For many years dye-sublimation printers were specialist devices widely used in demanding graphic arts and photographic applications. The advent of digital photography led to the technology entering the mainstream, forming the basis of many of the standalone, portable photo printers that emerged in the second half of the 1990s.
The printing process used by true dye-sublimation printers differs from that of inkjets. Instead of spraying jets of ink onto a page as inkjet printers do, dye-sublimation printers apply a dye from a plastic film. This takes the form of a either a roll or a ribbon, similar to that used by thermal wax printers, usually containing consecutive panels of cyan, magenta, yellow and black dye.
The transfer film passes across a thermal print head consisting of thousands of heating elements. The heat causes the dyes on the film to sublimate – that is, turn from a solid to a gas without a liquid phase in between – and the gaseous dyes are absorbed by the printing paper. The amount of dye actually transferred is controlled by varying the intensity and duration of the heat.
When the ink is absorbed by the paper it tends to diffuse, blurring the edges of. This diffusion helps the printer create continuous tones of colour as a result of the dots of ink blending together. The effect is most pronounced in relation to the direction in which the paper is travelling, since the movement of the paper enlarges the area that the ink is applied to.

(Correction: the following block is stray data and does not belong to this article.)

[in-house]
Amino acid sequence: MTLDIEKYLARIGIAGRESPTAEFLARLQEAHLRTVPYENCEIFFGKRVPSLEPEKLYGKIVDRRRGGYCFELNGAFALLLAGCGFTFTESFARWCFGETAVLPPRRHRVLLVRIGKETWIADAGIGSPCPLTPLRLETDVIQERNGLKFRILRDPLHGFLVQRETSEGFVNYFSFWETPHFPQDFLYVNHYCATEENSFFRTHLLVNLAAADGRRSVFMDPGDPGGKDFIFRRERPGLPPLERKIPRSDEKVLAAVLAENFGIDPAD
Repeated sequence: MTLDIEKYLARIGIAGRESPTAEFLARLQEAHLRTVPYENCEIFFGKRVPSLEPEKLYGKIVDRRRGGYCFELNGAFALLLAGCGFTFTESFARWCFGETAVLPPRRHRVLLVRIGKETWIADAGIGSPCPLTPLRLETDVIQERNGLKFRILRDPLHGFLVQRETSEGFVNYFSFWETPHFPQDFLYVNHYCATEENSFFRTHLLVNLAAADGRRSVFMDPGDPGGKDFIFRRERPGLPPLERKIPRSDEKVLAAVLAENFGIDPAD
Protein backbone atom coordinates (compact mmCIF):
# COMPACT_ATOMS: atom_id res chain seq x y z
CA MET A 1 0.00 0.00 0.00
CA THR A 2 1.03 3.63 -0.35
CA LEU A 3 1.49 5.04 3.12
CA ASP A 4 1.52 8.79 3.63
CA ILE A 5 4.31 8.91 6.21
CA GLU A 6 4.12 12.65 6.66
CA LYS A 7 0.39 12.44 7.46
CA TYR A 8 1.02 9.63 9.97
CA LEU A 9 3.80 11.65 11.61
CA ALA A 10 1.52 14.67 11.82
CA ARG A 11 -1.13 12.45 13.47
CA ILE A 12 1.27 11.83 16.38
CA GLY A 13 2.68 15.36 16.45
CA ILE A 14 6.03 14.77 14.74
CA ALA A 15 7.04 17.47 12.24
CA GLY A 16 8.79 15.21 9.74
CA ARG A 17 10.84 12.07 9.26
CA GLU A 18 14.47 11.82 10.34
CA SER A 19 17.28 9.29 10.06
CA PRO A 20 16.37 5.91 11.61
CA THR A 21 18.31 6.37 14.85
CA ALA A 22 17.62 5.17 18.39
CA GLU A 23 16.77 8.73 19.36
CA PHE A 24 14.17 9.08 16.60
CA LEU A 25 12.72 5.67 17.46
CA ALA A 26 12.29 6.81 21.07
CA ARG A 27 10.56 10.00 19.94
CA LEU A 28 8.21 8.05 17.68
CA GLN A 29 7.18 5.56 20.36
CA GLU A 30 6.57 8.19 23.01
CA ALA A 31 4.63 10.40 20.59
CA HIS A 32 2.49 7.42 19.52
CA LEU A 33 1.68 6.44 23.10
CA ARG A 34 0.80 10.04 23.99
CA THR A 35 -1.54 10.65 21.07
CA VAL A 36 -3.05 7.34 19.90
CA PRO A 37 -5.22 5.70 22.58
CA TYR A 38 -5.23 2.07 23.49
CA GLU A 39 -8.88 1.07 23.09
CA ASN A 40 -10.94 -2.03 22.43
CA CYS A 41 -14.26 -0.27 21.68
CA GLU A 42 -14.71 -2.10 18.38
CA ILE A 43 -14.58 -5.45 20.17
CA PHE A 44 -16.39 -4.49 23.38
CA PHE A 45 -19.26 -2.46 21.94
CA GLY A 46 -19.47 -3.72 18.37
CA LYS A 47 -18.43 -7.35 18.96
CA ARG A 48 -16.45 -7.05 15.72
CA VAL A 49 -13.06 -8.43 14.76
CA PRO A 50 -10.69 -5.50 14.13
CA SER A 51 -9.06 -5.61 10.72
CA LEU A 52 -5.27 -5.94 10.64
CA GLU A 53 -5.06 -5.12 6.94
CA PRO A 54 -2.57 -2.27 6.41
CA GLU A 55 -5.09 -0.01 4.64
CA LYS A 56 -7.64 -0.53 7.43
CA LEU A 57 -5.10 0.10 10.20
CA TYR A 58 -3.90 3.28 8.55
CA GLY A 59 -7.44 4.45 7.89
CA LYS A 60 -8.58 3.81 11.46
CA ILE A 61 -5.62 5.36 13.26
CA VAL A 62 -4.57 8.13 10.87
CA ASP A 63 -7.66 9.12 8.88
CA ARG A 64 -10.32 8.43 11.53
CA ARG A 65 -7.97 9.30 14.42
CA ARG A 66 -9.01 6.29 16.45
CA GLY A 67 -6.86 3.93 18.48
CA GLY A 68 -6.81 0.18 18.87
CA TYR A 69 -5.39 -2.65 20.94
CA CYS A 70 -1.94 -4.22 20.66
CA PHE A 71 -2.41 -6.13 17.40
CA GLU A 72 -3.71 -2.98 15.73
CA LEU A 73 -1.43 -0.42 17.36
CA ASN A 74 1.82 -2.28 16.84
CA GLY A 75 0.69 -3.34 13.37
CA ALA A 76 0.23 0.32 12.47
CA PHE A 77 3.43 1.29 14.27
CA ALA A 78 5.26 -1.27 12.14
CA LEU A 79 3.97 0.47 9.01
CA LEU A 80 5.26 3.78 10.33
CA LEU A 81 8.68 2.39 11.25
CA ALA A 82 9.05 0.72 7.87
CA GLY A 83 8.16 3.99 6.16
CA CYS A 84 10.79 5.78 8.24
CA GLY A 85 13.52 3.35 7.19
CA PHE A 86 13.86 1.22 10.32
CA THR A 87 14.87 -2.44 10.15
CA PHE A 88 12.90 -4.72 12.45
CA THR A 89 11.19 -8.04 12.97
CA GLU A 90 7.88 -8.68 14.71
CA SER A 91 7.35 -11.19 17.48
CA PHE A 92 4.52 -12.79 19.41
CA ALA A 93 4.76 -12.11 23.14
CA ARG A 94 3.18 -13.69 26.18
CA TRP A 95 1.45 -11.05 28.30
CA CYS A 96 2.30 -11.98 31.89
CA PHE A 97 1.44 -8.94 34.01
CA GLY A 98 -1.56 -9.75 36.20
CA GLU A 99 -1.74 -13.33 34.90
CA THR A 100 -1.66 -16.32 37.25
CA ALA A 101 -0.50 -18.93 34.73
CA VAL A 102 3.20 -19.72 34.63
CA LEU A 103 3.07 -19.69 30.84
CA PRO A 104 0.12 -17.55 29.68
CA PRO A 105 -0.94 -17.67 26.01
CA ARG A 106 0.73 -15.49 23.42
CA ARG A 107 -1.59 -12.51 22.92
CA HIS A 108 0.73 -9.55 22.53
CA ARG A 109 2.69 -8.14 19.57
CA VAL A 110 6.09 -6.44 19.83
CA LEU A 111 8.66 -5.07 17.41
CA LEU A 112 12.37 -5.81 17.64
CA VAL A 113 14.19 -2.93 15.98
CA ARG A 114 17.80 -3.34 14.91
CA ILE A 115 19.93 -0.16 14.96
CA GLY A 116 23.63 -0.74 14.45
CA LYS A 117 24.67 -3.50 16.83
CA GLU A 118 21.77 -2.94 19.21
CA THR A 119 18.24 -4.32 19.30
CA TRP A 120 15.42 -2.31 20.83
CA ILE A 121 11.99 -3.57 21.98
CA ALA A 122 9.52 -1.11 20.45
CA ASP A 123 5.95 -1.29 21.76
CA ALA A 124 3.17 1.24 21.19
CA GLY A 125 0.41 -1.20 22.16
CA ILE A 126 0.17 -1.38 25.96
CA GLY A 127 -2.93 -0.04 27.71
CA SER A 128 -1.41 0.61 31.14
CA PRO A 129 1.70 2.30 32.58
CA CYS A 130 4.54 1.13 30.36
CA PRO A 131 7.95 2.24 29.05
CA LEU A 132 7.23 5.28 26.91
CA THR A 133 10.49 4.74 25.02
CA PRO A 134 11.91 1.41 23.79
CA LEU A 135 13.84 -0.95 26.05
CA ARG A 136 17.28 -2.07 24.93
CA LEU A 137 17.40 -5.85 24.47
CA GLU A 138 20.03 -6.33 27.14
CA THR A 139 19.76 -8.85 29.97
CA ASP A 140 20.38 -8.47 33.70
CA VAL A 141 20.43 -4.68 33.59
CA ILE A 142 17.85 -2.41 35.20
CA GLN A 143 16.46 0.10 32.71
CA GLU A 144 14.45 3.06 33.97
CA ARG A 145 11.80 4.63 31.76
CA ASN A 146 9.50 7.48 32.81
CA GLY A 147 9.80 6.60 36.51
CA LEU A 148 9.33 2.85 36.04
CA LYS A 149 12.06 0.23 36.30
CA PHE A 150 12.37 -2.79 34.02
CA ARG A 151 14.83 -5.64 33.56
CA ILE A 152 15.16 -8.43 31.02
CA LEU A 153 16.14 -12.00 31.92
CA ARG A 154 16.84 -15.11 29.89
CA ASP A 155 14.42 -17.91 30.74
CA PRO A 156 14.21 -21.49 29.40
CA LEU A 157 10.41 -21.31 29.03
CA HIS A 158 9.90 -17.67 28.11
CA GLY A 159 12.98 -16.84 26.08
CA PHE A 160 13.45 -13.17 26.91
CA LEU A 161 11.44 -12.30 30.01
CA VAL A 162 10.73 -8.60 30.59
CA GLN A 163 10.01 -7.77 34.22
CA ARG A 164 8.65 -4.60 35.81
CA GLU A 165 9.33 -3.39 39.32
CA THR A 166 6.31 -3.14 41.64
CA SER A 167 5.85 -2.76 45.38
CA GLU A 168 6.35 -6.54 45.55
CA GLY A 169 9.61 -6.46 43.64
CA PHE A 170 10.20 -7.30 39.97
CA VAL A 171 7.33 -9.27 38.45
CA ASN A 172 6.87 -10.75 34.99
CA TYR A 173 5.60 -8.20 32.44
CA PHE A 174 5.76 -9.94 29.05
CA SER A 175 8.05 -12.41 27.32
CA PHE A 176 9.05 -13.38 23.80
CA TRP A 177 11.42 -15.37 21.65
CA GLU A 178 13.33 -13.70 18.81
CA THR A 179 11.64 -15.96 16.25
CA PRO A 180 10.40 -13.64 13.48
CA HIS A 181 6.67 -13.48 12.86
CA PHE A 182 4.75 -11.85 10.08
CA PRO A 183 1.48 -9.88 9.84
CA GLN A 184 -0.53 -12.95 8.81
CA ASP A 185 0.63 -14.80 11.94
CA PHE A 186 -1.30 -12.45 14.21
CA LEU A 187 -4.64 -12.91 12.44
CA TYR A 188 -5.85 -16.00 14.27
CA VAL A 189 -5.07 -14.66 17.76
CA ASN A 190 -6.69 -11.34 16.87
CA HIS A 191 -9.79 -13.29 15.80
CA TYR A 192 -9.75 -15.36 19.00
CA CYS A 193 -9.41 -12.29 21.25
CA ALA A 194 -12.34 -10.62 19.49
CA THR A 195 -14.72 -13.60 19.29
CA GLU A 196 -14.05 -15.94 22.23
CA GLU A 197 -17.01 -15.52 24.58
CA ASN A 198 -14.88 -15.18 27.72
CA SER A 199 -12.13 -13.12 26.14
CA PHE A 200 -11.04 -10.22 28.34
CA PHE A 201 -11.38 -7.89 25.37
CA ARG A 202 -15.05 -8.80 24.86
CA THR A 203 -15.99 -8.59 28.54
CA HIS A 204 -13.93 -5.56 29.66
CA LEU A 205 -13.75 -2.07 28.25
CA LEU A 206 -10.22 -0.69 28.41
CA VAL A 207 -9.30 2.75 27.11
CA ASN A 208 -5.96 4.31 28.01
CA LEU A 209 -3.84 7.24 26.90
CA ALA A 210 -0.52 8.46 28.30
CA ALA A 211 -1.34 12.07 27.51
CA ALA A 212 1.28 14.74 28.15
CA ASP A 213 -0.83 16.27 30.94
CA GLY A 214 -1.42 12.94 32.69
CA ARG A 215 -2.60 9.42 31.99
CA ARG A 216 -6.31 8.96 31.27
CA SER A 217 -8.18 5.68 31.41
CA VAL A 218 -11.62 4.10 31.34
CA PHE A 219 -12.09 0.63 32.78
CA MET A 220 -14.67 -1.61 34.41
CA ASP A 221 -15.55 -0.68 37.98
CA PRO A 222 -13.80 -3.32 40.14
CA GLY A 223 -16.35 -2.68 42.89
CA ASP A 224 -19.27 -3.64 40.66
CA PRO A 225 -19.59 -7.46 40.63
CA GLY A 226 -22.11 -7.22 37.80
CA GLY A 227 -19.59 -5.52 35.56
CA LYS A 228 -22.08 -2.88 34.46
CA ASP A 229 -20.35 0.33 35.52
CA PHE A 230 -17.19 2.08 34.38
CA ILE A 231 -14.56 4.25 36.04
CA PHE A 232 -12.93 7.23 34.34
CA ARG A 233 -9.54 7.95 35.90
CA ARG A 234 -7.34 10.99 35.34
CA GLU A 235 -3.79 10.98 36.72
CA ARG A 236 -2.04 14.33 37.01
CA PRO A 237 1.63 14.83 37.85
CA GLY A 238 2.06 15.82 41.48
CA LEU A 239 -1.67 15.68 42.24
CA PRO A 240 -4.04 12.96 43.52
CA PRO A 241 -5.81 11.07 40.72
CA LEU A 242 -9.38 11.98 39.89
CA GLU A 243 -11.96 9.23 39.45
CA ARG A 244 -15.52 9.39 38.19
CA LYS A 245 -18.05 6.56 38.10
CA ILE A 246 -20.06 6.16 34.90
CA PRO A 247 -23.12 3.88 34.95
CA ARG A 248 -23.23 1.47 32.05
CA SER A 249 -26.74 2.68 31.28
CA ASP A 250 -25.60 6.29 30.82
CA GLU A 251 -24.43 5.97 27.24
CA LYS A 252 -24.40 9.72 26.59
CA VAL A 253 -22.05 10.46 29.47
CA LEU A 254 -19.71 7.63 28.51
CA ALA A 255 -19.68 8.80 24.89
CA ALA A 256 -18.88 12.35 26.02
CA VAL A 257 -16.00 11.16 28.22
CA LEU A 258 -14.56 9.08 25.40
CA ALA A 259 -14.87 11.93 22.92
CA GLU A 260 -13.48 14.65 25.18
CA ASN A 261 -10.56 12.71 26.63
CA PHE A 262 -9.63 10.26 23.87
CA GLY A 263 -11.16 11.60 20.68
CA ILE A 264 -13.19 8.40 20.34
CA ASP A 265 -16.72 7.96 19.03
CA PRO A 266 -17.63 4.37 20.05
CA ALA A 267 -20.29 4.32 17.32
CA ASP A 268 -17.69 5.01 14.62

Dye-sublimation printers employ a three-pass system, layering cyan, magenta and yellow dyes on top of one another. They then add a clear coat to protect the print against ultraviolet light. Whilst this is capable of producing excellent results, it is far from economical. Even if a particular image needs practically none of one of the pigments, that ribbon segment is still consumed. This is why it’s common for packs of paper for use with dye-sub printers to contain a transfer film capable of producing the same number of prints.
There are now some inkjet printers on the market capable of deploying dye-sublimation techniques. The way in which an inkjet uses the technology differs from a true dye-sub in that its inks are in cartridges, which can only cover the page one strip at a time. It heats the inks to form a gas, controlled by a heating element which reaches temperatures of up to 500Â° C (higher than the average dye sublimation printer). The proprietary Micro Dry technique employed in Alps’ printers is an example of this hybrid technology. These devices operate at 600 to 1200dpi and with some, the standard cartridges can be swapped for special photo ink units for photographic-quality output.